Gosnell jury to get case today
posted at 10:41 am on April 30, 2013 by Ed Morrissey
Give CBS News credit for putting this on the front page of their website, prompted perhaps in part by their local affiliate’s coverage of the trial. Thanks to the surprise decision by the defense to rest their case without presenting any witnesses, the jury heard closing arguments in the murder trial of Kermit Gosnell and his co-defendants, and will begin deliberations today:
A Philadelphia jury is expected to start weighing murder charges in the trial of a veteran abortion provider charged with killing four viable babies after they were born alive.
Dr. Kermit Gosnell, 72, performed thousands of abortions over a 30-year career. He maintains that he helped desperate women and teens who had no other access to medical care.
According to prosecutors, Gosnell routinely cut live babies in the back of the neck to sever their spines because he did not know how to do a proper abortion in utero.
Defense counsel Jack McMahon tried to minimize the testimony heard during the trial:
Defense lawyer Jack McMahon argued that prosecutors who blasted the clinic as a filthy, flea-infested “house of horrors” in a 2011 grand jury report sensationalized the case to make headlines.
“This isn’t a perfect place by any stretch of the imagination — but it isn’t what they say it is,” McMahon argued.
Local protesters want more than just Gosnell and his staff held accountable:
Members of the local pro-life community were outside Philadelphia’s Criminal Justice Center today to call attention to the trial of abortion doctor Kermit Gosnell going on inside.
Some were accusing the Pennsylvania Department of Health of complicity in the alleged crimes. Others were calling for a ban on all abortions.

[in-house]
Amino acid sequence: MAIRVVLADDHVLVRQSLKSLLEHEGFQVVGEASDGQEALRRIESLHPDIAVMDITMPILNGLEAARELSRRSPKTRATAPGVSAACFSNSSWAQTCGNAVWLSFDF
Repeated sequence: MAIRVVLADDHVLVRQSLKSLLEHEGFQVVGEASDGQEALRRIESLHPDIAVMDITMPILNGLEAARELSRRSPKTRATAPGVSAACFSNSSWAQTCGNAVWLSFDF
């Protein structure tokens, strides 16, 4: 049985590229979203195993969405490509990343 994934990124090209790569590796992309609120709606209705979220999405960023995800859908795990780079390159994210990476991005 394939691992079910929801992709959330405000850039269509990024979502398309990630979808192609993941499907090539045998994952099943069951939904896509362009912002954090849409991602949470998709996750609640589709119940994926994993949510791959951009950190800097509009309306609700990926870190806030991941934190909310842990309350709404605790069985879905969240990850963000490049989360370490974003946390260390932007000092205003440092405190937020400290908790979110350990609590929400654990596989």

Surrounded by silent protesters holding signs, the Rev. Patrick Mahoney, director of the Christian Defense Coalition in Washington, DC, said he came to Philadelphia “to pray for justice, the victims, and to stand for justice and human rights and clinic regulations and inspections.”
Mahoney contends that the alleged conditions at Gosnell’s clinic were due to a lack of governmental oversight of abortion facilities.
Most of those who followed the trial probably expect a quick jury decision, but don’t be too sure. There are a lot of charges to consider, and multiple defendants make it more time-consuming for jurors to assign specific and individual blame. The jury will be a representative sample of the Philadelphia community, which may have more sympathy for abortion operations than, say, the Hot Air reader community. The stark and shocking testimony will be difficult to ignore, but perhaps equally difficult to process.
The issues raised in the Gosnell prosecution won’t go away after the jury verdict, either. An attorney representing Americans United for Life made that clear yesterday (via JD Mullane, who has done a terrific job in reporting the story):
But attorney Jeanneane Maxon of Americans United for Life spoke to reporters outside the court Monday and said her organization plans to use the Gosnell case to push for additional safety legislation for abortion, including Born Alive Infant Protection laws to mandate lifesaving treatment for babies who survive attempted abortions, and stricter standards for abortion facilities.
“This is today’s back-alley abortion situation,” Maxon said of Gosnell. “This is not an aberration. Situations like Kermit Gosnell occur across the country.” She said that in the last three years, fifteen states have had abortionists under investigation for similar crimes.
Maxon said she doubted Gosnell’s lawyer’s claim that only dead babies had their necks “snipped.” “Why are they snipping the backs of the necks of these babies if they were not born alive?” she asked reporters.
She alleged that at one point during the trial, McMahon said “We don’t have the answers [as to why their necks were snipped]. Maybe they were feeling pain.”
Said Maxon, “Why would a dead baby feel pain?”
Jurors might want to consider that question very carefully — and so should everyone else.